In continuing to monitor high interest areas at the PTAB, today’s Anticipat Recap email included a recently issued decision that reversed the Examiner’s abstract idea rejection. We go over why the Board reversed and discuss an interesting point raised related to the scope of Board activism.
In Ex Parte Grokop et al., Appeal No. 2016-003047, the Board disagreed with the Examiner’s conclusion of step 1 that the claims were directed to an abstract idea. The Board cited Enfish and McRO to establish two important points that touch on judicial exception rejections: the claims cannot be oversimplified and specific requirements of the claims must be considered.
According to the Board, the Examiner’s characterization of the claim as directed to “generic audio analysis” oversimplified the claims and failed to account for the specific requirements of the claim. This included claim features of capturing only a single frame from each block, analyzing the collection of captured frames, and determining a characteristic of an ambient environment based on that analysis.
Interestingly, at the end of this analysis, the Board made a point to establish that the Board need not examine the claims. Instead, the Board’s job is to evaluate whether the Examiner’s rejection was proper. To support this, the Board cited to the MPEP (“The Board’s primary role is to review the adverse decision as presented by the Examiner, and not to conduct its own separate examination of the claims.” MPEP § 1213.02). It also cited to the statutory code (“An applicant for a patent, any of whose claims has been twice rejected, may appeal from the decision of the primary examiner to the Patent Trial and Appeal Board.” 35 U.S.C. § 134(a); and “The Patent Trial and Appeal Board shall. . . review adverse decisions of examiners upon applications for patents pursuant to section 134(a).” 35 U.S.C. § 6(b)).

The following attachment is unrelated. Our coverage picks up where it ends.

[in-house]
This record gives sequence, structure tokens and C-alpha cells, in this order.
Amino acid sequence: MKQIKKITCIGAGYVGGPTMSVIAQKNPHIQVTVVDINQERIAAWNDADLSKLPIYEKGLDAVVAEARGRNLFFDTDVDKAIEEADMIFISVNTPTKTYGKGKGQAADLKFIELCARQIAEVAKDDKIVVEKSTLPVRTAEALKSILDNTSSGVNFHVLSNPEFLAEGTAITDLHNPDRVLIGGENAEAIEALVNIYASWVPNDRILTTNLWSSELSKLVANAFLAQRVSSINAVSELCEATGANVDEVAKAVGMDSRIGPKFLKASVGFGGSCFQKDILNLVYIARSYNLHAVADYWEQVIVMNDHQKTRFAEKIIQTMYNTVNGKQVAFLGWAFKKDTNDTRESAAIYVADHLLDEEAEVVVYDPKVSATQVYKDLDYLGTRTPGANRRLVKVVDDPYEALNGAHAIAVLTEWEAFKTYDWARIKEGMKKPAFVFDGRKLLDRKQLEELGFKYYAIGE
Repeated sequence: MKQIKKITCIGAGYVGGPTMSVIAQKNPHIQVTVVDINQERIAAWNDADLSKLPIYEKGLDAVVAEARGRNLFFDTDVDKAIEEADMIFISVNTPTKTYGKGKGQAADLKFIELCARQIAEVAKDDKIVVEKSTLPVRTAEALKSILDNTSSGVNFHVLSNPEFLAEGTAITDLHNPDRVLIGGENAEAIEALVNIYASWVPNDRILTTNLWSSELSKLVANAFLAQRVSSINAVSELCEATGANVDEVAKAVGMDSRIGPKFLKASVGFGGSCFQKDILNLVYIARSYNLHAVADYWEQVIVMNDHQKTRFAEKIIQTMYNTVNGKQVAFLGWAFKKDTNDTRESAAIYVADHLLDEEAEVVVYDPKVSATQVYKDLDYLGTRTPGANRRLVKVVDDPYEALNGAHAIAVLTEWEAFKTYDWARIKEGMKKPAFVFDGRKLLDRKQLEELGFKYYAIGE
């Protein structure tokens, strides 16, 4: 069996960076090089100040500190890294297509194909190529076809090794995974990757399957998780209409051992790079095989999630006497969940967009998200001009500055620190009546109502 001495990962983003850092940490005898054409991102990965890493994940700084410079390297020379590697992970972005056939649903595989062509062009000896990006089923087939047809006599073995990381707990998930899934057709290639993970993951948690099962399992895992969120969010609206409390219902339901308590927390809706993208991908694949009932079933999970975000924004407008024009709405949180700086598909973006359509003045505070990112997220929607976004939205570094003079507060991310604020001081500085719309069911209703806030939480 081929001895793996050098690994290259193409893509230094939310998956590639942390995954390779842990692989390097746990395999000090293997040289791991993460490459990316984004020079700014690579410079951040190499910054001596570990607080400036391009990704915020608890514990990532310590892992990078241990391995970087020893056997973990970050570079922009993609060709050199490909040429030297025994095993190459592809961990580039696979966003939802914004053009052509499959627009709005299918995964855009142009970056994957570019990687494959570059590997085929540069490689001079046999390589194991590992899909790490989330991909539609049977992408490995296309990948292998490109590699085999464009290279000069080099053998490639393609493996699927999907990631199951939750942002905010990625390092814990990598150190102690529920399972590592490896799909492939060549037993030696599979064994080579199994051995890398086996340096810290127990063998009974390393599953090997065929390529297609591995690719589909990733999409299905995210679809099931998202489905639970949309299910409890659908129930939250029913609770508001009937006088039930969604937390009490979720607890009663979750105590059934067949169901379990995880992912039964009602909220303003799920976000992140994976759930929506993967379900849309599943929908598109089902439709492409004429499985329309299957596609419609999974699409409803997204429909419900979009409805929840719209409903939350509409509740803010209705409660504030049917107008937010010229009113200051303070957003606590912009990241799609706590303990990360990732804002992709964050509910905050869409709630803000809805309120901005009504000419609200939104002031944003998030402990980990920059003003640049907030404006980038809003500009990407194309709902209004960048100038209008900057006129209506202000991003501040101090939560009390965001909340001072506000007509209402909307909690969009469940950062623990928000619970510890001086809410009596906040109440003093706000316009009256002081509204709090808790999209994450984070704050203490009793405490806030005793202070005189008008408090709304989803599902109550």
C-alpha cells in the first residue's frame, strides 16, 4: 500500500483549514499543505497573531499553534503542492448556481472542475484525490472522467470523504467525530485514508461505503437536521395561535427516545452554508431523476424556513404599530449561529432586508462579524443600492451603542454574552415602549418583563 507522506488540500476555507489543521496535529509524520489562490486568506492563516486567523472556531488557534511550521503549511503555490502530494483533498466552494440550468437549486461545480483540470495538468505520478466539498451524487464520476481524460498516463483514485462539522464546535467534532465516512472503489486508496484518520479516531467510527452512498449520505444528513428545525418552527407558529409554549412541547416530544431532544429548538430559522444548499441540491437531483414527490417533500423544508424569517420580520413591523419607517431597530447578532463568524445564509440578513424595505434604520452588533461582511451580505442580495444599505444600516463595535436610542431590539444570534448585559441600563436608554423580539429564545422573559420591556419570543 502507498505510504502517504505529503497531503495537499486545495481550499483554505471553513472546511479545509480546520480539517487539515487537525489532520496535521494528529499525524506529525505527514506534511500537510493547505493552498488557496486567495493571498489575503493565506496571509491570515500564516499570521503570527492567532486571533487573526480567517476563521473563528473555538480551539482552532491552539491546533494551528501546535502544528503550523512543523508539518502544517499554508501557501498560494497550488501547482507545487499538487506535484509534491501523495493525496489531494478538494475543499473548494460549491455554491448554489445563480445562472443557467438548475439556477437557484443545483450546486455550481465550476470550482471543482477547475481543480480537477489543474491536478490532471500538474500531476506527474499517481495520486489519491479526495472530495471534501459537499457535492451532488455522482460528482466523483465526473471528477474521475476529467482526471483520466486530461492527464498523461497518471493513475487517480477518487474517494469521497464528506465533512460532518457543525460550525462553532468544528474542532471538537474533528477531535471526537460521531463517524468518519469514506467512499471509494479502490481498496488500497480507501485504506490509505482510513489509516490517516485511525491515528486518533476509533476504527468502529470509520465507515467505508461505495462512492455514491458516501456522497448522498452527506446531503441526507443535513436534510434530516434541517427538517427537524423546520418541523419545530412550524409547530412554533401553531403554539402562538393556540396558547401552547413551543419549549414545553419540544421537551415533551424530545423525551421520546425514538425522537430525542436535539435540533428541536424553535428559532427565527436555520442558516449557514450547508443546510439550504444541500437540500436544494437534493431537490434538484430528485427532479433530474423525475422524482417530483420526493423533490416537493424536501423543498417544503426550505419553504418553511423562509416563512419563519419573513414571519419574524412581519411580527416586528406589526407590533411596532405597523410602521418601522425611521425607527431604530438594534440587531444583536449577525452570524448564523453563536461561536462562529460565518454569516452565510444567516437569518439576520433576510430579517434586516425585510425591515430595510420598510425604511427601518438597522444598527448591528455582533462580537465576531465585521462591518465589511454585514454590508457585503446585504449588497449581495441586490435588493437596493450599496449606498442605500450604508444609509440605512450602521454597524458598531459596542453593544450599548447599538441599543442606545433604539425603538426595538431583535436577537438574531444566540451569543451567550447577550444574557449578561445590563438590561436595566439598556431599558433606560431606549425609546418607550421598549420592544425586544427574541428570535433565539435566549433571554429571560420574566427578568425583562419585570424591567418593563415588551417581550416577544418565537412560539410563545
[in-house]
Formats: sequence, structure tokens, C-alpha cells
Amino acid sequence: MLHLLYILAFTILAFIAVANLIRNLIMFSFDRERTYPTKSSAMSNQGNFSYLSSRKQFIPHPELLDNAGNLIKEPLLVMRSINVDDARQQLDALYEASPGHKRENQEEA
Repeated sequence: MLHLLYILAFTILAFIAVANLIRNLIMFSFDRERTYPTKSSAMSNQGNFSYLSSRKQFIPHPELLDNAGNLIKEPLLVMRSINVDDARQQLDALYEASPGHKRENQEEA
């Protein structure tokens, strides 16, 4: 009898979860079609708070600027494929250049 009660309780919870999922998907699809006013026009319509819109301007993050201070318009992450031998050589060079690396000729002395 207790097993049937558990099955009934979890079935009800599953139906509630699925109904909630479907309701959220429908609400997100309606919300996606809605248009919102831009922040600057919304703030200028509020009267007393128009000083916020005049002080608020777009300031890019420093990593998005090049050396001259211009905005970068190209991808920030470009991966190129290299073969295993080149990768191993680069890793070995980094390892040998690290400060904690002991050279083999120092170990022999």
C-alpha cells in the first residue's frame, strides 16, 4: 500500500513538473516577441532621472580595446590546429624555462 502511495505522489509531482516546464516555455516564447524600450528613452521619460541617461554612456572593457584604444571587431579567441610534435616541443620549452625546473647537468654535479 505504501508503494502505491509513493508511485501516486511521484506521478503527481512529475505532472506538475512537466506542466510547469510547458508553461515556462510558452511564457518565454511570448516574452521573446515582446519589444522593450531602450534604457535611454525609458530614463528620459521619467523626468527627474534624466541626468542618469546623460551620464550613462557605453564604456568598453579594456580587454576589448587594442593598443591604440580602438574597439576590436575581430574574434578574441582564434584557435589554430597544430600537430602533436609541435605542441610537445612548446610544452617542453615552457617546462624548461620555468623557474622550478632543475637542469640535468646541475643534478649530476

This last point is important because often times rejections (including abstract idea rejections) get affirmed under a new theory or analysis, requiring that the rejection be designated as new. Or claims that were previously unrejected under Section 101 are found to be patent-ineligible by the Board as an entirely new ground of rejection. It seems like this panel would focus entirely on whether the Examiner’s pending rejections are proper and not examine the claims by itself.
There may be advantages and disadvantages to Appellants under this approach. Advantageously, the appellant need not fear an unfriendly Board panel that seemingly arbitrarily introduces a new 101 rejection. Additionally, the appellant need not fear a bad Examiner rejection getting strengthened by the Board as an affirmed as new outcome. But the downside is that if the Board purely evaluates the Examiner rejections, the Examiner could simply turn around a more well-articulated rejection once the application makes it back. So on the flip side, under the approach where the Board more actively evaluates the claims, if the appellant survives such an approach without a new rejection, the Examiner may be less likely to simply flip around a more well-articulated rejection.